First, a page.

English Literature

Subject

A good way to start thinking about a poem is to read it a couple of times and make sure you are clear about what all the words mean. This is especially important with poems that are over 200 years old like this one. Next, ask yourself what the poem's subject matter is? A poem's subject is not the same as its meaning. Poems communicate their meaning in a number of different ways - not just through the everyday meaning of the words. But asking yourself what is this poem about? is a good place to start.

The first poem

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The Little Boy Lost

'Father father, where are you going?Oh do not walk so fast!Speak father, speak to your little boyOr else I shall be lost.'The night was dark, no father was there,The child was wet with dew;The mire was deep, and the child did weep,And away the vapour flew.

A little boy lost at night

Picture courtesy of Carl Nathan Jones

The second poem

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The Little Boy Found

The little boy lost in the lonely fen,Led by the wand'ring light,Began to cry; but God, ever nigh,Appeared like his father in white.He kissed the child, and by the hand led,And to his mother brought,Who in sorrow pale, through the lonely daleHer little boy weeping sought.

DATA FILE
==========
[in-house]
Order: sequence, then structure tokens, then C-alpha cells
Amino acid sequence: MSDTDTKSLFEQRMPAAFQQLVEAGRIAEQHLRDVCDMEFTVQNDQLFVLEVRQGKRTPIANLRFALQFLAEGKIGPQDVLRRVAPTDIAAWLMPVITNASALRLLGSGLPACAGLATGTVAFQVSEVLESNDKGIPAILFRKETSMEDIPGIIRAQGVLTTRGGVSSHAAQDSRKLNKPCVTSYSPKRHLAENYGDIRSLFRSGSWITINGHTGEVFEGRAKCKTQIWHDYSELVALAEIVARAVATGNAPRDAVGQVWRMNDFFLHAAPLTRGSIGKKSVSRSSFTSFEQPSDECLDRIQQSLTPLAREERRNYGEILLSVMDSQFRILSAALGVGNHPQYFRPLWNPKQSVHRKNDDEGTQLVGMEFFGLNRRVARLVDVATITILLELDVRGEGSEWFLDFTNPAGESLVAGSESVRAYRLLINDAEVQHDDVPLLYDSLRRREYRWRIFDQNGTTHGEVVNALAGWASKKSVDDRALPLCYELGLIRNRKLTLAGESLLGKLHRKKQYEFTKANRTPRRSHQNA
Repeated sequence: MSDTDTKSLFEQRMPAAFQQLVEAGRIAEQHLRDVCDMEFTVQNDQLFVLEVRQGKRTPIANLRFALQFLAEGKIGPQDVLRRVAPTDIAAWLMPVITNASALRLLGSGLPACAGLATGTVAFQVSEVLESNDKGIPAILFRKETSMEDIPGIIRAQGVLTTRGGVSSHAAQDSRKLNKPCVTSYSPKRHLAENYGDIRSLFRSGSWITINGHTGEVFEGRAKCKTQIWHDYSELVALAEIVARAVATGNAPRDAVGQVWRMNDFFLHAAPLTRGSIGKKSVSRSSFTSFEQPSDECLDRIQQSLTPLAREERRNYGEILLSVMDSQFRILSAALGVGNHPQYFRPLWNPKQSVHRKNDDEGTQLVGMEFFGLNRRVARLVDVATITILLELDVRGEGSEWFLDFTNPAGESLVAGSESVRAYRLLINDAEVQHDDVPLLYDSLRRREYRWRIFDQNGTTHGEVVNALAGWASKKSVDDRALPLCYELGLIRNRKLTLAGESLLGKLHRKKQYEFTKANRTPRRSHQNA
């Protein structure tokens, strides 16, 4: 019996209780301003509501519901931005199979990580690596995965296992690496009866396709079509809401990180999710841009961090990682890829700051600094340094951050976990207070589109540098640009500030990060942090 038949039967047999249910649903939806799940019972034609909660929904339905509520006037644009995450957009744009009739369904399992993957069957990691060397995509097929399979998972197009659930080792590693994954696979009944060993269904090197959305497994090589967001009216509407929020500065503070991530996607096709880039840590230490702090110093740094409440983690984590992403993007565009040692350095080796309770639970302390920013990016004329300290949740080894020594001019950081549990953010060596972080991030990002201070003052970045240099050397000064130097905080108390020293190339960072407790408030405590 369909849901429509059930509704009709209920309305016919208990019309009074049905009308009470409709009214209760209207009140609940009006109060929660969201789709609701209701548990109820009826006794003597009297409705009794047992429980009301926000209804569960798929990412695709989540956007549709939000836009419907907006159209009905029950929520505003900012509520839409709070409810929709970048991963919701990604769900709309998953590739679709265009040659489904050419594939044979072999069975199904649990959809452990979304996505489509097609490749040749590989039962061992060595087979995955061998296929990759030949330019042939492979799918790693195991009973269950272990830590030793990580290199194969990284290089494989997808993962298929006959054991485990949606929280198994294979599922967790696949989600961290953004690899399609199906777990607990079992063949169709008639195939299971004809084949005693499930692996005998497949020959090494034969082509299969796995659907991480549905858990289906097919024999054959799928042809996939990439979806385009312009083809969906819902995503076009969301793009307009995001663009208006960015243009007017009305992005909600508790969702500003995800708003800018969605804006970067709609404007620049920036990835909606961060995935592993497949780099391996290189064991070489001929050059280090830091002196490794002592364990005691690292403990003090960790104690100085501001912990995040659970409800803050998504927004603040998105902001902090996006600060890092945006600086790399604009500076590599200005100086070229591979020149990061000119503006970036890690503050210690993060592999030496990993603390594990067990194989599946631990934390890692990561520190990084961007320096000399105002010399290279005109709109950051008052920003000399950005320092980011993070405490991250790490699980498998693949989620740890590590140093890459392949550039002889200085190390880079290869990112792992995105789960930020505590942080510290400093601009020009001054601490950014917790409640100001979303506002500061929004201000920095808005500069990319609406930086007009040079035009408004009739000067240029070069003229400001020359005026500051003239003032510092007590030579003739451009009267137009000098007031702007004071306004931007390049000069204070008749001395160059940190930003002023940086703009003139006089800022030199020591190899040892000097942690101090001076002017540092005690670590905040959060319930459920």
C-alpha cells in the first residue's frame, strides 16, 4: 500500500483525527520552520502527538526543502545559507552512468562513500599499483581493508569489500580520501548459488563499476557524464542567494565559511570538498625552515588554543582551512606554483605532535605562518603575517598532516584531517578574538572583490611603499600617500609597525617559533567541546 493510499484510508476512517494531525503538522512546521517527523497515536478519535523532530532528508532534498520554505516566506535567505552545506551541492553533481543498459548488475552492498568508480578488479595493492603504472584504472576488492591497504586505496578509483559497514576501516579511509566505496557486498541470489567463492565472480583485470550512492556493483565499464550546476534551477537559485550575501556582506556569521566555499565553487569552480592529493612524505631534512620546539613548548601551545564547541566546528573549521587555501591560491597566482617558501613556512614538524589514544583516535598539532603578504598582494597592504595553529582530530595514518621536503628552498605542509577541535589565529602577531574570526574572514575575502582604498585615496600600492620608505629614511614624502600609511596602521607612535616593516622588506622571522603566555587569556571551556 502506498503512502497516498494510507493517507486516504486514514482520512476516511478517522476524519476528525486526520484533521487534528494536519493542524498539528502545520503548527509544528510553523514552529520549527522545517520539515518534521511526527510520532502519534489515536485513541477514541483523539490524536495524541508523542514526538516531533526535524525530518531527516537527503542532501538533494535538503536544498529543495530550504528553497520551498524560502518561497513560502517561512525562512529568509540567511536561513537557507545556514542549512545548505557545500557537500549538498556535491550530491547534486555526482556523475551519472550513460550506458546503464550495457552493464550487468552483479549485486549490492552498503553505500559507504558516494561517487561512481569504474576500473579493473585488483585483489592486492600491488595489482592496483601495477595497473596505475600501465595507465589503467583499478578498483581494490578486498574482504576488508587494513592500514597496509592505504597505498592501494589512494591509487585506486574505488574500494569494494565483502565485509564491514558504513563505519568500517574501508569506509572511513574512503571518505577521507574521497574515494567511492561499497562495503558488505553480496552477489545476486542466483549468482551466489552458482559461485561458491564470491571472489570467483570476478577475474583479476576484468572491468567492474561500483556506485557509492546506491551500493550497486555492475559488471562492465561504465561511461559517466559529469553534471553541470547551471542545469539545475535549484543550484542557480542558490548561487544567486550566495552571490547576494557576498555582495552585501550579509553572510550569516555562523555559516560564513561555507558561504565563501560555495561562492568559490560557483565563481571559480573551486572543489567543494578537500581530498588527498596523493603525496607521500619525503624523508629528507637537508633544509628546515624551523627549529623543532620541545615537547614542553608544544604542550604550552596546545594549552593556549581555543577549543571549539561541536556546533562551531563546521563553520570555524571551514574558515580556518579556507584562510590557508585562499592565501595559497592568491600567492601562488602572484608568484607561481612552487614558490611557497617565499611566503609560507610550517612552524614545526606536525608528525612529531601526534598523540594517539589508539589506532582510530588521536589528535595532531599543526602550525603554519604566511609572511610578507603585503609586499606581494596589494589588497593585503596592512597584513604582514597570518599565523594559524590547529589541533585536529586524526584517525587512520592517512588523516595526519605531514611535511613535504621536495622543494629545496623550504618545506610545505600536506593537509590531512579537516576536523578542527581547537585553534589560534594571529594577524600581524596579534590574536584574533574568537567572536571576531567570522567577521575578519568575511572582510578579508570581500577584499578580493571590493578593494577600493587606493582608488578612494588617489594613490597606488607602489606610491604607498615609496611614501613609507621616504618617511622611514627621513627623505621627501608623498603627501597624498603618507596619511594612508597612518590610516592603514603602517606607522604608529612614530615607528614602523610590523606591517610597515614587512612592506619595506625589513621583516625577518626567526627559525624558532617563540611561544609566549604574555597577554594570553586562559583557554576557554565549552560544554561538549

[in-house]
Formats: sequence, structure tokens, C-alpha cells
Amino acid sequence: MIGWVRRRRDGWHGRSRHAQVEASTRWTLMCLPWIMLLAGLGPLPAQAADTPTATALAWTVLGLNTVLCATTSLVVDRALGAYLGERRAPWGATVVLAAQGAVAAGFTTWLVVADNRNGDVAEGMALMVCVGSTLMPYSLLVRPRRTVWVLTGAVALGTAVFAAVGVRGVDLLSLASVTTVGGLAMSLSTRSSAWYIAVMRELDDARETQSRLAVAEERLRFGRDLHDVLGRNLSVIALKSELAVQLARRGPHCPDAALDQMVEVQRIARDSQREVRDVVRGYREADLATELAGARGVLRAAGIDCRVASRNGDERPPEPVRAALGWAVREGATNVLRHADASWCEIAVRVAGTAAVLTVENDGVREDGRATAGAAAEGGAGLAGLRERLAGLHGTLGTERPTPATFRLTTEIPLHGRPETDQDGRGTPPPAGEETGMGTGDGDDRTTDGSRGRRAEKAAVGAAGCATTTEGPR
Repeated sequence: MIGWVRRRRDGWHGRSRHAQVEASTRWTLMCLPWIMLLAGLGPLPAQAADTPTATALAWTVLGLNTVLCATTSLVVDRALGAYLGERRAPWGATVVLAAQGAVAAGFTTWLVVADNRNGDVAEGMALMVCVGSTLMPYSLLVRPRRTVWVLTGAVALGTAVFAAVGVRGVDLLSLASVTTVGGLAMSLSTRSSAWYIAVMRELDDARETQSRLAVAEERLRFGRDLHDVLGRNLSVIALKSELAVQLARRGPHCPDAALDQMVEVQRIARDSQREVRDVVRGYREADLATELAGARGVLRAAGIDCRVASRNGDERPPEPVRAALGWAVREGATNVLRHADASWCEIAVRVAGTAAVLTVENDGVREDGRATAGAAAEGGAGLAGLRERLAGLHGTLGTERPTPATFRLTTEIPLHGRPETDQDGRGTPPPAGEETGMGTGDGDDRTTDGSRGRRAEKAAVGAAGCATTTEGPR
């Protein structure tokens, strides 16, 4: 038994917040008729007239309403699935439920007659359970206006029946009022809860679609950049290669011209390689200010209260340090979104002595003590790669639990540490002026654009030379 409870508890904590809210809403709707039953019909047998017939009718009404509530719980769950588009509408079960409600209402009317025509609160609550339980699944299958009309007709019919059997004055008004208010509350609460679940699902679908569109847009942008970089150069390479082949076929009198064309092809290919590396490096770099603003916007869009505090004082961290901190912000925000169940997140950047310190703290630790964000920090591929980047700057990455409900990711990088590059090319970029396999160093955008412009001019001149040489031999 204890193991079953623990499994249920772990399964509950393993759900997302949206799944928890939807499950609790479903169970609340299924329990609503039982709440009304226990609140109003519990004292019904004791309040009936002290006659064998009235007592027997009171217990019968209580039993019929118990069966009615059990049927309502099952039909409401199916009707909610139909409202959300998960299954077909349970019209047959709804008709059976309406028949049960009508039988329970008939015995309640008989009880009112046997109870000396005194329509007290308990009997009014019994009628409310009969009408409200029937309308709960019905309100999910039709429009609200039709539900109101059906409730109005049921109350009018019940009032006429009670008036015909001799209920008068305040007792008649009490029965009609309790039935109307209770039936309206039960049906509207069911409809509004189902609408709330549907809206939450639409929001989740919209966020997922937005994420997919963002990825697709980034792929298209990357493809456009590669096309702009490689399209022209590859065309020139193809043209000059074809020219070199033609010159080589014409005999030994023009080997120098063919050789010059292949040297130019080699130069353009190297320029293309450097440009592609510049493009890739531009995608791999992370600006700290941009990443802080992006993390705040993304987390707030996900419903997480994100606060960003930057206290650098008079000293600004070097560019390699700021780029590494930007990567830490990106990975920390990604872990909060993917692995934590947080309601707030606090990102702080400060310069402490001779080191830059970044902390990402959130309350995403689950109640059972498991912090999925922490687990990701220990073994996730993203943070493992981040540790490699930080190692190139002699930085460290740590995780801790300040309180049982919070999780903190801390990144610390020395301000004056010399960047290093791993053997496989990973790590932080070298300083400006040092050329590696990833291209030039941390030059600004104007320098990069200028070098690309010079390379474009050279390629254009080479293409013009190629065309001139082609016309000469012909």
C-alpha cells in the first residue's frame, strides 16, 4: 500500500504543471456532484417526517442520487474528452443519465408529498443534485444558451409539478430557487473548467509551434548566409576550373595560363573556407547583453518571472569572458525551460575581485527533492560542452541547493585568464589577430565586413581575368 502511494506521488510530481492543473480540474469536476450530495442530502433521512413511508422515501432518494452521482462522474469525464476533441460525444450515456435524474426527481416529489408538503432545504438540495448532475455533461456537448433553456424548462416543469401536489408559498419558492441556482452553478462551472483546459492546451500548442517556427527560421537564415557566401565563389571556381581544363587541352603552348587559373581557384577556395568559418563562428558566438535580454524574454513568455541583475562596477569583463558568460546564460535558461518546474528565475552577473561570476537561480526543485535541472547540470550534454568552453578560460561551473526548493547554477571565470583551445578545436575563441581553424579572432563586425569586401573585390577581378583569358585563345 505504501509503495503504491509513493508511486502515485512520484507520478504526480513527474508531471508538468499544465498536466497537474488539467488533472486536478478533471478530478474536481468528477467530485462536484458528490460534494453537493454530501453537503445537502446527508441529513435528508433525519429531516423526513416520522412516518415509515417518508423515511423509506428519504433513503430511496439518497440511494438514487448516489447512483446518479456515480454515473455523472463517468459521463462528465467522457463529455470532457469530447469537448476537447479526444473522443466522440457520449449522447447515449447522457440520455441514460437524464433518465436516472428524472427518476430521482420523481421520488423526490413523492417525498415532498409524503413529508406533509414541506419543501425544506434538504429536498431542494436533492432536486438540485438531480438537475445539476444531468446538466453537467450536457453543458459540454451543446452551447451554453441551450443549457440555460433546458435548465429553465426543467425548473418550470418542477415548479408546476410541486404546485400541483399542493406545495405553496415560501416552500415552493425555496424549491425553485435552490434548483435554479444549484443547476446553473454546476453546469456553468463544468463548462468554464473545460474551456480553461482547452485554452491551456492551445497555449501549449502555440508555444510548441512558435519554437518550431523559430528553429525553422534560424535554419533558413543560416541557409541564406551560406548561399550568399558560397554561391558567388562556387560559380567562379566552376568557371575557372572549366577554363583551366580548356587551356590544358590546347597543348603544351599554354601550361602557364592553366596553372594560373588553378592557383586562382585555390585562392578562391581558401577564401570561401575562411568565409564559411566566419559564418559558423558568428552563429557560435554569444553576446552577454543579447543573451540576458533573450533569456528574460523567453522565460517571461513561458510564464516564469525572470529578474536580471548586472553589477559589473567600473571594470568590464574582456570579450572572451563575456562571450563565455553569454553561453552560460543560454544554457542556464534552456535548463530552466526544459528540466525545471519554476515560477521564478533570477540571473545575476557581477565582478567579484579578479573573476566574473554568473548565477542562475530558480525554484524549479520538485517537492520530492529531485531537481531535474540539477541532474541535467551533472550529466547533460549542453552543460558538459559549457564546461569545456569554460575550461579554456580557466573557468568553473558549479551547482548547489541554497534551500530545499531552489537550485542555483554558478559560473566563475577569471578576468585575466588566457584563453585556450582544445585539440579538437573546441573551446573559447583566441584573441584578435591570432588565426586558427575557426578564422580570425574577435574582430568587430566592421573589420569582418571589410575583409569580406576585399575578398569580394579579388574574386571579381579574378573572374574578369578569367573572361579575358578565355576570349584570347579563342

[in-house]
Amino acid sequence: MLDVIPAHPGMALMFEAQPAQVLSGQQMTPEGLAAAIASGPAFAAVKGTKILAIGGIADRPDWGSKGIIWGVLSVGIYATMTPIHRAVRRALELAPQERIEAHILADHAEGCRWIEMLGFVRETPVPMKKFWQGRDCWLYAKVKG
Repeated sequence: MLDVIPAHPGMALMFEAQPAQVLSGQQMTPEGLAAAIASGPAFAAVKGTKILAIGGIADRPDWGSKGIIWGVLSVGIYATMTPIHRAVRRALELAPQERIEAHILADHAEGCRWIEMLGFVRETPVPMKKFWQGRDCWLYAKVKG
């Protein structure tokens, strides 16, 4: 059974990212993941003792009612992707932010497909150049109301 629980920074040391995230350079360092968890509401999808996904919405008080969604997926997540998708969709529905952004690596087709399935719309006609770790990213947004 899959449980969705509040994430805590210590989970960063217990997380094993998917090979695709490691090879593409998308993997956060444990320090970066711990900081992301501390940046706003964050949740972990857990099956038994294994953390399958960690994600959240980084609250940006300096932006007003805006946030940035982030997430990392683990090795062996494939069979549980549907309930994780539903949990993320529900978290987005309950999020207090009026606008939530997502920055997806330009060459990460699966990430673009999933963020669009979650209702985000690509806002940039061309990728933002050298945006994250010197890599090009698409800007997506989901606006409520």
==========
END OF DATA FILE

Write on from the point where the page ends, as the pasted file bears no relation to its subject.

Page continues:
Light in the darkness

Picture courtesy of Luca Picciau

Vocabulary

WordsDescription
mire (Lost, line 7)swamp or bog
vapour (Lost, line 8)phosphorescent marsh lights, also known as will-o'-the-wisp
fen (Found, line 1)marshy ground
nigh (Found, line 3)near
dale (Found, line 7)valley

What are they about?

Father leaving boy

The Little Boy Lost is about a boy walking with his father through marshy land at night. He becomes separated from his father and is obviously in danger. Even the "vapour" that might have provided him with some light disappears, so he is left alone in total darkness.

Illuminated figure

The Little Boy Found is about the finding of the lost boy, who has been following a 'wandr'ing light'. God appears and leads him back to his mother, who has been searching for him. Strangely, she was searching for him in the dale, not the fen. This could be interpreted as meaning she was in the wrong place and would not have found him without God's help.

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